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Poroshenko's Dilemma: Total War Or Cede Donbas?

The new Ukrainian president's attempt at peace has failed. What now?

Fateful decisions weigh on Ukrainian President Petro Poroshenko
Fateful decisions weigh on Ukrainian President Petro Poroshenko
Cathrin Kahlweit


MUNICH — The intense pressure that Ukraine President Petro Poroshenko faces is visible in his body language. After the May election, he projected outward optimism, teddy bear charm — and he had a peace plan. Now he looks very tense during public appearances, grinding his teeth and balling his hands into fists.

The president’s peace plan hasn't worked (he announced late Monday that he would not extend a unilateral ceasefire.) The fighting — and dying — continue in eastern Ukraine, where the separatists show no willingness to compromise, apart from the release of the two teams from the Organization for Security and Co-operation in Europe (OSCE). But even that was simply symbolic and had nothing to do with the war.

Gestures from Moscow are mostly symbolic as well. The concrete demands outlined in Poroshenko’s peace plan — the freeing of checkpoints and border crossings and turning in arms and stopping weapons deliveries — have so far fallen flat.

All other issues have been relegated to the back burner: conversations about protecting the Russian language; about more power for the regions; about local elections; about more financial autonomy; and about the forthcoming parliamentary elections.

For the separatists and their puppeteers, it’s no longer about political reform, about compromises in the interest of the Ukrainians they claim to represent. It’s about amassing territory.

Uptake on the one-sided ceasefire called 10 days ago was thus modest in Ukraine, but it was accepted as the political price for the promises made before the election and as a gesture towards Brussels and Moscow based on the thinking that it might work — even though hardly anyone could really believe that after the annexation of Crimea and the military infiltration in eastern Ukraine.

With the temporary ceasefire expired, Poroshenko had to make a decision: Should he give in to the army hawks and the Ministry of the Interior, who want to declare war against Russians and pro-Russians? Then there are the voices that say: “We are Ukrainian patriots. We must rescue our country. We can’t wait for Brussels to do something because it’s too caught up in itself.”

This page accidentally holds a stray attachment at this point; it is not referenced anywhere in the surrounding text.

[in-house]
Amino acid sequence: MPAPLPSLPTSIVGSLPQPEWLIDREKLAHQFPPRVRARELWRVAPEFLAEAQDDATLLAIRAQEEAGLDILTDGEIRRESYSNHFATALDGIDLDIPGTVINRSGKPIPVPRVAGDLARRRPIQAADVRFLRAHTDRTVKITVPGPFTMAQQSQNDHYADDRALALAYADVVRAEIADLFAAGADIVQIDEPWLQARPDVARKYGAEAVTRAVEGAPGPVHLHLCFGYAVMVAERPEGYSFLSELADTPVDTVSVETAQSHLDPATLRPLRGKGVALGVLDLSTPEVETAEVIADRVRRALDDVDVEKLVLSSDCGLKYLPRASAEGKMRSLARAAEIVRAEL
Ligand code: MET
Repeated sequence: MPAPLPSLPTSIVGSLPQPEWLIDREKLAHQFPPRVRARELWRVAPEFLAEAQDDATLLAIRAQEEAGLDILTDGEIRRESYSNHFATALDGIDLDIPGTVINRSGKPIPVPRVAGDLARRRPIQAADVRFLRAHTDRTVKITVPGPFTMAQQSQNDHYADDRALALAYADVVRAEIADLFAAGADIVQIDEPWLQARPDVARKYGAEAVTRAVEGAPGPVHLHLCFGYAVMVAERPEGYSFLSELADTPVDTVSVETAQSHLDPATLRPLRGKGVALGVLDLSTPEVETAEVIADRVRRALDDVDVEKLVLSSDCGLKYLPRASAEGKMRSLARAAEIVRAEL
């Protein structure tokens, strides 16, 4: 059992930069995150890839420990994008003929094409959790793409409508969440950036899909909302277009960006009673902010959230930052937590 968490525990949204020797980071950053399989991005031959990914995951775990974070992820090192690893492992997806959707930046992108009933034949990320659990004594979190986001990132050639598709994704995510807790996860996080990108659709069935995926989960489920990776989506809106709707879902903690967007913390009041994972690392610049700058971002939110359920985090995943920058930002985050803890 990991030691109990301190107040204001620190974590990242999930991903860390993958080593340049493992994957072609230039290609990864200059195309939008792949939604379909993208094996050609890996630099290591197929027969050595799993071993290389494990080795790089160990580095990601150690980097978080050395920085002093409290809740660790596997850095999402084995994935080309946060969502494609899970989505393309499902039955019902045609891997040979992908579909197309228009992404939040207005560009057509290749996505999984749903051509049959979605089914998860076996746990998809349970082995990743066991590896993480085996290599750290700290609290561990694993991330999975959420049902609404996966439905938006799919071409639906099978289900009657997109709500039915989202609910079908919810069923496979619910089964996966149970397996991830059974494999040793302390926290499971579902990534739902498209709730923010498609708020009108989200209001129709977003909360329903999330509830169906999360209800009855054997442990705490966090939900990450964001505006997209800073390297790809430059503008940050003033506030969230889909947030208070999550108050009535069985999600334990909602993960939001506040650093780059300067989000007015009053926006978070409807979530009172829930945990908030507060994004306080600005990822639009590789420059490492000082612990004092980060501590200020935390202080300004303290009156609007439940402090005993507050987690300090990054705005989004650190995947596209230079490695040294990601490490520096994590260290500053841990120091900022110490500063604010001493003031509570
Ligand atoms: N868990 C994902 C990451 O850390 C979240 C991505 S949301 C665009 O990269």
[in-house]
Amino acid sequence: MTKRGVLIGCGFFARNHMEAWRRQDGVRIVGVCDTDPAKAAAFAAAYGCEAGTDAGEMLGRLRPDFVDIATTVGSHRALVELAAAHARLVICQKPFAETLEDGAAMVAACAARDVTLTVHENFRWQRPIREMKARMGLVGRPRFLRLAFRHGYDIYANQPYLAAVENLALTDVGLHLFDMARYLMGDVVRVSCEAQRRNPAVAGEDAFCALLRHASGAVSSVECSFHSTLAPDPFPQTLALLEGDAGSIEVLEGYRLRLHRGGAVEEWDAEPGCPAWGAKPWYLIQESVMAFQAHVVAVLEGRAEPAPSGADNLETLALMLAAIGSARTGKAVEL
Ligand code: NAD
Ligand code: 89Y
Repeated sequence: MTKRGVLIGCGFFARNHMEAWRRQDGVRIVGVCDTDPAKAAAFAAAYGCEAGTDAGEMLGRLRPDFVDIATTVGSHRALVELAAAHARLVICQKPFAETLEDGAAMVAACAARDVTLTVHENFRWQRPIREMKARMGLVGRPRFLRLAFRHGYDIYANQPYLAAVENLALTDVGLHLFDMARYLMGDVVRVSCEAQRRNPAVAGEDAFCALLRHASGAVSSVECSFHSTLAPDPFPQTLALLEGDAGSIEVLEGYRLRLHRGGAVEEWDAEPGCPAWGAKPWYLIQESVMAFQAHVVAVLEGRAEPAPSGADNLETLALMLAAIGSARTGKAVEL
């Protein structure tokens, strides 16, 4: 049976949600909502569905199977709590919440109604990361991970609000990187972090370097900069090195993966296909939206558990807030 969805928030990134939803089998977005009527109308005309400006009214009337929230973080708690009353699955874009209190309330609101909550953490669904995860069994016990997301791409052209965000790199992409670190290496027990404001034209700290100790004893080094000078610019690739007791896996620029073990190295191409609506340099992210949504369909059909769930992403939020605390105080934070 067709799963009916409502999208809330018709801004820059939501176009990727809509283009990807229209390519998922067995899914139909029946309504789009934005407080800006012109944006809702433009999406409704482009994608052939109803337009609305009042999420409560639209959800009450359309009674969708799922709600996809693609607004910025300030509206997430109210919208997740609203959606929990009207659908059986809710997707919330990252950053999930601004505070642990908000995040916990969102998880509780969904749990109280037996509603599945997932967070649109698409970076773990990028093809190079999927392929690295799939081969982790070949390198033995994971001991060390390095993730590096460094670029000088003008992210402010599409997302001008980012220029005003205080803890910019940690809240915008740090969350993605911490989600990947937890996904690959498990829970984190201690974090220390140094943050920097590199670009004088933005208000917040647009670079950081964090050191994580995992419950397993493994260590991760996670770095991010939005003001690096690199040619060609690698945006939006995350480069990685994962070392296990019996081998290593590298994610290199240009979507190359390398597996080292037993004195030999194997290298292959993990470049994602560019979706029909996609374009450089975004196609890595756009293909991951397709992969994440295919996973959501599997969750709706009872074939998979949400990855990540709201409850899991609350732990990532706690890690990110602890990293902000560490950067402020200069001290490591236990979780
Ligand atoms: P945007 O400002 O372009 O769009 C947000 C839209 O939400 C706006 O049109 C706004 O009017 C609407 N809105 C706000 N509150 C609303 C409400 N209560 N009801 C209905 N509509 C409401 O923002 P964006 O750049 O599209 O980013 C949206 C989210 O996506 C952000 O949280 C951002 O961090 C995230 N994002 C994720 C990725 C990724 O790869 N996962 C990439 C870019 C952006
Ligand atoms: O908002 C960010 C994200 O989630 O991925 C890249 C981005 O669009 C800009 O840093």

Those voices are getting louder every day, and this segment of the political elite argues that the Russians already have a firm grip on the Donbas region and that it’s probably too late to win it back unless Ukraine gets in there and fights for it. There is a lot of support for this position among regular Ukrainians who increasingly see Poroshenko as a lame duck — someone who talks too much and gives too much, not a leader but a ruler without a country.

But there’s another, fast-growing, point of view in Ukraine popular with both intellectuals and politicians. They are asking themselves if it might not be best to simply let the Donbas region go? Anybody who’s still there would prefer Russian ties anyway. Give Moscow that piece of land so the rest of Ukraine can live in peace. Poroshenko is going to have to come up with an answer for that too.

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How WeChat Is Helping Bhutan's Disappearing Languages Find A New Voice

Phd candidate Tashi Dema, from the University of New England, discusses how social media apps, particularly WeChat, are helping to preserve local Bhutanese languages without a written alphabet. Dema argues that preservation of these languages has far-reaching benefits for the small Himalayan country's rich culture and tradition.

A monk in red performing while a sillouhet of a monk is being illuminated by their phone.

Monk performing while a sillouheted monk is on their phone

Source: Caterina Sanders/Unsplash
Tashi Dema

THIMPHU — Dechen, 40, grew up in Thimphu, the capital city of Bhutan. Her native language was Mangdip, also known as Nyenkha, as her parents are originally from central Bhutan. She went to schools in the city, where the curriculum was predominantly taught in Dzongkha, the national language, and English.

In Dechen’s house, everyone spoke Dzongkha. She only spoke her mother tongue when she had guests from her village, who could not understand Dzongkha and during her occasional visits to her village nestled in the mountains. Her mother tongue knowledge was limited.

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However, things have now changed.

With 90% of Bhutanese people using social media and social media penetrating all remotes areas in Bhutan, Dechen’s relatives in remote villages are connected on WeChat.

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